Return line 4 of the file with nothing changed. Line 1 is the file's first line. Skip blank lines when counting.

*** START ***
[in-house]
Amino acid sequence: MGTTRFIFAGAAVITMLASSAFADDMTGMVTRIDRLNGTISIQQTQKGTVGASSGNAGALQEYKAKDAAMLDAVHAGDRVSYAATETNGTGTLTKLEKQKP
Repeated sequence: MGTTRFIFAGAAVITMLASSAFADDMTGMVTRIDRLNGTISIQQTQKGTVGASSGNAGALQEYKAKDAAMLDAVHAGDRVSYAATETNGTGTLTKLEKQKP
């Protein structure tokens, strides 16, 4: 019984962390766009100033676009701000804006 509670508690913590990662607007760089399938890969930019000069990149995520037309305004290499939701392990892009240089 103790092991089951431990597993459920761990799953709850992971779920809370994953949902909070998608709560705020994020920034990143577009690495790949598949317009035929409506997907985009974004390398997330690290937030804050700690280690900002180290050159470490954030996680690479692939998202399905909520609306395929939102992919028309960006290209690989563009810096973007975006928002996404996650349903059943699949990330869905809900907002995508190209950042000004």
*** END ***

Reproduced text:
């Protein structure tokens, strides 16, 4: 019984962390766009100033676009701000804006 509670508690913590990662607007760089399938890969930019000069990149995520037309305004290499939701392990892009240089 103790092991089951431990597993459920761990799953709850992971779920809370994953949902909070998608709560705020994020920034990143577009690495790949598949317009035929409506997907985009974004390398997330690290937030804050700690280690900002180290050159470490954030996680690479692939998202399905909520609306395929939102992919028309960006290209690989563009810096973007975006928002996404996650349903059943699949990330869905809900907002995508190209950042000004």